bizEDGE NZ - Credit Card Safety - Part 1

Warning: This story was published more than a year ago.

Credit Card Safety - Part 1

Are you an SME or SP unsure of which SAQ to use to validate that CHD and SAD in the form of PAN and CVV or CID in your environment complies with the PCI DSS created by the PCI SSC?

Oh great, another bunch of IT acronyms! This is the first of three articles exploring the ‘Payment Card Industry Data Security Standard’ or PCI DSS. Unfortunately, PCI is acronym city.

The PCI DSS is a collaborative effort by the major card brands (Visa, MasterCard, Amex, Discover and JCB) to try to improve the security around the storing, processing and transmitting of cardholder data (CHD) and reduce the likelihood of credit card data theft. In just one major incident, more than 100 million card details a month were stolen (for several months).

Unfortunately, the PCI DSS is a ‘one size fits all’ security standard. This is where it hurts small business. Whether you handle many millions or just a few dozen cards per year, you have to comply with all the same security controls – and there are over 240 of them.

Compliance is binary; either you are or you aren’t. To make matters worse, achieving compliance is only the start. Once achieved, it has to be maintained 365 days a year. For small retailers, achieving and maintaining compliance can be nigh on impossible.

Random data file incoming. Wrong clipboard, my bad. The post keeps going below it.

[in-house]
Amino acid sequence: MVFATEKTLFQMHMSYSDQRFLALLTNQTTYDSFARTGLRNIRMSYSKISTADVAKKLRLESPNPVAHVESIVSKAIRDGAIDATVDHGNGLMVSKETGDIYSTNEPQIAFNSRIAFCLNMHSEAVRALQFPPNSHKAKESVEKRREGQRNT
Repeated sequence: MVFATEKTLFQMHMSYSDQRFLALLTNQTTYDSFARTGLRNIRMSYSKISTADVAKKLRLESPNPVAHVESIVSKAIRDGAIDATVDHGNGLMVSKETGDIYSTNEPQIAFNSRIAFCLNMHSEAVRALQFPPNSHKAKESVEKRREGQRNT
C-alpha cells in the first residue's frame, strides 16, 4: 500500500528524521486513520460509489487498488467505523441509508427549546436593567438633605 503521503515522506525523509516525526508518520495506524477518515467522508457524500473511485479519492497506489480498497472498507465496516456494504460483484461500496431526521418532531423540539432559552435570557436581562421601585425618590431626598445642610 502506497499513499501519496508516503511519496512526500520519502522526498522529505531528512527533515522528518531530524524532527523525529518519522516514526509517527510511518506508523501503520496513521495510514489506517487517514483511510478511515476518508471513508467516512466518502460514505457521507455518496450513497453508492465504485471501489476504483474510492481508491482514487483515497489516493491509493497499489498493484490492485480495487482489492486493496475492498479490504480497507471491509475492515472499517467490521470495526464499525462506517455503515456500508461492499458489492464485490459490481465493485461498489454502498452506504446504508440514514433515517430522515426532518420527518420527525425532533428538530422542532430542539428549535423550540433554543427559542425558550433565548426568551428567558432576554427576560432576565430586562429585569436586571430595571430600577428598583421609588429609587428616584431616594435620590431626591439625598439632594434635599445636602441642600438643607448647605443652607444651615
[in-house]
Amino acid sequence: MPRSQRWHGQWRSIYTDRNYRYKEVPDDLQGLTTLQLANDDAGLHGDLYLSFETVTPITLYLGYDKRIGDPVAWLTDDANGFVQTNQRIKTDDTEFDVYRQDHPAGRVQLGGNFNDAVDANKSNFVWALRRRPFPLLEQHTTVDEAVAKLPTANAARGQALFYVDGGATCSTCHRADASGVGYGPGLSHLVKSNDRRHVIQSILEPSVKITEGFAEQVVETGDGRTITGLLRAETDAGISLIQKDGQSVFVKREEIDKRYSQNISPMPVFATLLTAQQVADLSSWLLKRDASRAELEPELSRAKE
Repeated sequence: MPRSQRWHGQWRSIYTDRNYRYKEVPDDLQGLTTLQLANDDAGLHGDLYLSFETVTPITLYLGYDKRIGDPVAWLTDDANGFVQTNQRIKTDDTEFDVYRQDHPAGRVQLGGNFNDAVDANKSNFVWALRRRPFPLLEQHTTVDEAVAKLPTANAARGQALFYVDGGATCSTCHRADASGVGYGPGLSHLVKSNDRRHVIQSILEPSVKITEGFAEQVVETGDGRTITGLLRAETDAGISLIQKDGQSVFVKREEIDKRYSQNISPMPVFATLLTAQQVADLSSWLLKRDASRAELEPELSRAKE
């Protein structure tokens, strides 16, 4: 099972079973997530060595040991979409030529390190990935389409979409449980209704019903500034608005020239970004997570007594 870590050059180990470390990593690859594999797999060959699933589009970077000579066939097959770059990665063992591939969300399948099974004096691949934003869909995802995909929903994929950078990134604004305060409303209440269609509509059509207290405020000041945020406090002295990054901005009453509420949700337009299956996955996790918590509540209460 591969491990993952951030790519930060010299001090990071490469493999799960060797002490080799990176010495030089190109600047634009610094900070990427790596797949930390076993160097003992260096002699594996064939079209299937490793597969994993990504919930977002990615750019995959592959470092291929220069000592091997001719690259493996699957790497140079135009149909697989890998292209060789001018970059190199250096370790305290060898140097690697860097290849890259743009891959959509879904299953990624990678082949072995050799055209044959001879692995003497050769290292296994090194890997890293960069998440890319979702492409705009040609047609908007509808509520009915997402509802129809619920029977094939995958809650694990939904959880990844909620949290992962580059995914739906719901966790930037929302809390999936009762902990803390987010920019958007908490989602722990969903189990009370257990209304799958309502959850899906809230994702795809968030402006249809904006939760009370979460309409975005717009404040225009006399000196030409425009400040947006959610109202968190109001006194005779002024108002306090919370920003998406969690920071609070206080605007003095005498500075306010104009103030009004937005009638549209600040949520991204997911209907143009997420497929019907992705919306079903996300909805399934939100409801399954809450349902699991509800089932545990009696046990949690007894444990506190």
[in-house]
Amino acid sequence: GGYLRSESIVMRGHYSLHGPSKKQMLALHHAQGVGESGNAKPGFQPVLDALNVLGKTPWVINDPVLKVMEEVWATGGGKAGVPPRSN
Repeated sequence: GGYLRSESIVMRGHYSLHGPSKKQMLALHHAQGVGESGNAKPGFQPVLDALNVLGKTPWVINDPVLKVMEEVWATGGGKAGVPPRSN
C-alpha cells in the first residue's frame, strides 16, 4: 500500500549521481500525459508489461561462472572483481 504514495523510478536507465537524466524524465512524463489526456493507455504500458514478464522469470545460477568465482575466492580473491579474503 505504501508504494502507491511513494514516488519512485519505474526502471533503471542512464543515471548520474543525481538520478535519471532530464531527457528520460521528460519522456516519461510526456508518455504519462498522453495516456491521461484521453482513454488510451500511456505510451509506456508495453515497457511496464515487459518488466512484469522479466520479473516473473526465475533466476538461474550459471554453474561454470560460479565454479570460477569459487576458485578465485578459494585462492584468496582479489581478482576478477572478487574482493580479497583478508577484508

This may sound like a nightmare, but from a security professional’s standpoint, the PCI DSS is really a minimum security standard. It shouldn’t be that difficult to achieve. Moreover, it can help secure all personal/sensitive data that your company may hold. This may alleviate future problems if companies are forced to disclose the loss of personal data through tightening of the Privacy Act.

Chances are your bank (also known as an acquirer) may have sent you a letter telling you that you need to be PCI compliant. They may have given you a Self Assessment Questionnaire (SAQ) to fill in or a ‘Prioritised Approach’ spreadsheet to follow.

The SAQ you received is dependent on how you accept credit cards and how many you process per year. You will be required to answer between 11 and 240 questions. As the name suggests, it is where you assess your IT security against the requirements of the standard yourself.

So what are your choices? Well, other than implementing changes to achieve compliance, you can stop taking credit cards and then PCI no longer applies. Without being funny, this may be the best option for some. An alternative is to outsource the card handling to a service provider who is PCI compliant. This is quite easy to achieve if you just have a shopping cart on a web page, but PCI gets a bit tricky if you also take credit cards on a networked POS system, or over the phone, by fax and heaven forbid, by email or on a paper form.

One thing you must not do is underestimate the PCI DSS. Despite being a baseline security standard, the chances are that it is way above what you or your providers are doing today. It is also very prescriptive, so while you may take a risk-based attitude towards security, there is little room for that in the standard.

Beware anyone who claims they can sell you a ‘widget’ that will "make you PCI compliant”. If they make claims like that, then either they simply do not understand the PCI DSS, or they are taking advantage of the fear of the unknown.

Read part 2 here. is certified to provide assistance with PCI DSS compliance initiatives. Peter Locke and Roger Greyling are certified QSAs (Quality Security Assessors) capable of validating your compliance.

For more info visit

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